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I have a drupal website with many modules (don't ask the number). For six months the website has been stable, but recently the servers began to seize. Generally MySQL reaches the maximum number of concurrent connections (1000) and the website crashes.

I want to find out what web pages within the site are being visited, or what cron or drush processes are running that are bringing the site down.

What is the best strategy for finding out this information?

Do I parse the apache logs, and see what web pages were visited, then proceed to benchmark the last 100 pages on the log and see how much memory they are consuming, for example?

Or is there a more accurate way of saying "this particular page or process brought down your site"?

I know that there's the PHP log, the Apache log, the MySQL log, and the top command, but it seems like too much inconclusive information.

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up vote 0 down vote accepted

I don't work with Drupal or MySQL, but you seemed to have all the parts you want to look at for starting to solve a problem like this.

Since the DB is the point of failure (just an assumption), I would suggest starting backwards: MySQL > PHP > Apache > OS > Network. Look at the time and the error at failure at every layer. Go back in a time a little bit. Does your hosting service provide network logs/stats? See if you can get that data as well.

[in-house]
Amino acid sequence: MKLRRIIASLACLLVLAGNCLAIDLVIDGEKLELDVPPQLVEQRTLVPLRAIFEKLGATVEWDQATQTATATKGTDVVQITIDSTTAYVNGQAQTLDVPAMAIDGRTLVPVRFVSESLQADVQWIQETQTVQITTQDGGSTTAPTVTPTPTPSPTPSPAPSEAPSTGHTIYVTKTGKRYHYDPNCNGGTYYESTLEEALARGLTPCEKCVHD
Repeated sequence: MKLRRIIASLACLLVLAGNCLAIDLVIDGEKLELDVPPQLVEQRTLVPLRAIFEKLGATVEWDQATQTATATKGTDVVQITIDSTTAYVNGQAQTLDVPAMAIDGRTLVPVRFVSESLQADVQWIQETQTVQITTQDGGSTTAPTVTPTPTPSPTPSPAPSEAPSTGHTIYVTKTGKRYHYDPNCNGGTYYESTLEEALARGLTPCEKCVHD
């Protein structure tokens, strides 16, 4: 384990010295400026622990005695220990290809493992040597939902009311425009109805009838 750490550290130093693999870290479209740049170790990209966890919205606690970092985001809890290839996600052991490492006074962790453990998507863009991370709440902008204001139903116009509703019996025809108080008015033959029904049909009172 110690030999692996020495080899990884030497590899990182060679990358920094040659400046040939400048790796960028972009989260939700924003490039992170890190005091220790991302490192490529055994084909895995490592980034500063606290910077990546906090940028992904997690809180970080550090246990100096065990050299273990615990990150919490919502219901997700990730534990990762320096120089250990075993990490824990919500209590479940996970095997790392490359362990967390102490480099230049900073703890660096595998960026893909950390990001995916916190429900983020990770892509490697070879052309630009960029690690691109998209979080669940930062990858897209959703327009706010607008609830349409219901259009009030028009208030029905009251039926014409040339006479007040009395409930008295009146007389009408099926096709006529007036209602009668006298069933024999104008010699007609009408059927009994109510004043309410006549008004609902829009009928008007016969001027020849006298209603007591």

Also, have you heard of New Relic? They have a free version of the diagnostic tool: Check out . They seem to be having a promo for their "Gold" release for 7 days -- might help ... ?

Good luck!


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I took a look at the relic program and it's pretty cool. The price not so much. The free version is pretty limited compared to the bronze one. It does hit the sweet spot where it says which pages are loading slower than others, and when it keeps track of the database queries. – amateur barista Mar 4 '11 at 21:17
Neither the MySQL, PHP, or Apache log say how much time a page took to load. They are all data all scattered around but without no context. I like how tidies this all up and tells you the speed of each page (which then you can use to benchmark troublesome pages). Is there anything like this but in Open Source? – amateur barista Mar 4 '11 at 21:24
@amateur barista: For slow loading pages, if you haven't already, add "%T" to Apache's logformat string -- this will record time to serve requests in seconds -- might give you some insight on slow pages ... ? – KM. Mar 4 '11 at 21:41
That sounds more like what I'm looking for, that will tell me for instance, what are the slowest pages. I can drill down from there with a profiler/debugger. Thanks. – amateur barista Mar 4 '11 at 22:47

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